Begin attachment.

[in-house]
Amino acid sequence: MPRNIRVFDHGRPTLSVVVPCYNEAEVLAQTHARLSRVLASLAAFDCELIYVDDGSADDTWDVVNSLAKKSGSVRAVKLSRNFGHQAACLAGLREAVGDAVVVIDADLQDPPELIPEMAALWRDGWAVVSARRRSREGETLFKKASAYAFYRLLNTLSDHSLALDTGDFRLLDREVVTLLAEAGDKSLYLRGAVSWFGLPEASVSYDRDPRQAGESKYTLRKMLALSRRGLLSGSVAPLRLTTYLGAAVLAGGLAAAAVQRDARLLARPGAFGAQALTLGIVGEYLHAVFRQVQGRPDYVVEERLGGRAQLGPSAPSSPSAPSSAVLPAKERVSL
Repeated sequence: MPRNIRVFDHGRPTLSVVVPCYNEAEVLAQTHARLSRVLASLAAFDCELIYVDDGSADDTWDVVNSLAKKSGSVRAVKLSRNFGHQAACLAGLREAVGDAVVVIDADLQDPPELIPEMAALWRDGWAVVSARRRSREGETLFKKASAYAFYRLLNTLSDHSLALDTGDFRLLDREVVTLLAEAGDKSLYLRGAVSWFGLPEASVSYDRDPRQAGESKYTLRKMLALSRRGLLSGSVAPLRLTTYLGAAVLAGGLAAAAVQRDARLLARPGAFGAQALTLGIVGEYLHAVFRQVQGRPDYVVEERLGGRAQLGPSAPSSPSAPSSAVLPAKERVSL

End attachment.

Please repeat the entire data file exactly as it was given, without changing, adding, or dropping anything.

[in-house]
Amino acid sequence: MPRNIRVFDHGRPTLSVVVPCYNEAEVLAQTHARLSRVLASLAAFDCELIYVDDGSADDTWDVVNSLAKKSGSVRAVKLSRNFGHQAACLAGLREAVGDAVVVIDADLQDPPELIPEMAALWRDGWAVVSARRRSREGETLFKKASAYAFYRLLNTLSDHSLALDTGDFRLLDREVVTLLAEAGDKSLYLRGAVSWFGLPEASVSYDRDPRQAGESKYTLRKMLALSRRGLLSGSVAPLRLTTYLGAAVLAGGLAAAAVQRDARLLARPGAFGAQALTLGIVGEYLHAVFRQVQGRPDYVVEERLGGRAQLGPSAPSSPSAPSSAVLPAKERVSL
Repeated sequence: MPRNIRVFDHGRPTLSVVVPCYNEAEVLAQTHARLSRVLASLAAFDCELIYVDDGSADDTWDVVNSLAKKSGSVRAVKLSRNFGHQAACLAGLREAVGDAVVVIDADLQDPPELIPEMAALWRDGWAVVSARRRSREGETLFKKASAYAFYRLLNTLSDHSLALDTGDFRLLDREVVTLLAEAGDKSLYLRGAVSWFGLPEASVSYDRDPRQAGESKYTLRKMLALSRRGLLSGSVAPLRLTTYLGAAVLAGGLAAAAVQRDARLLARPGAFGAQALTLGIVGEYLHAVFRQVQGRPDYVVEERLGGRAQLGPSAPSSPSAPSSAVLPAKERVSL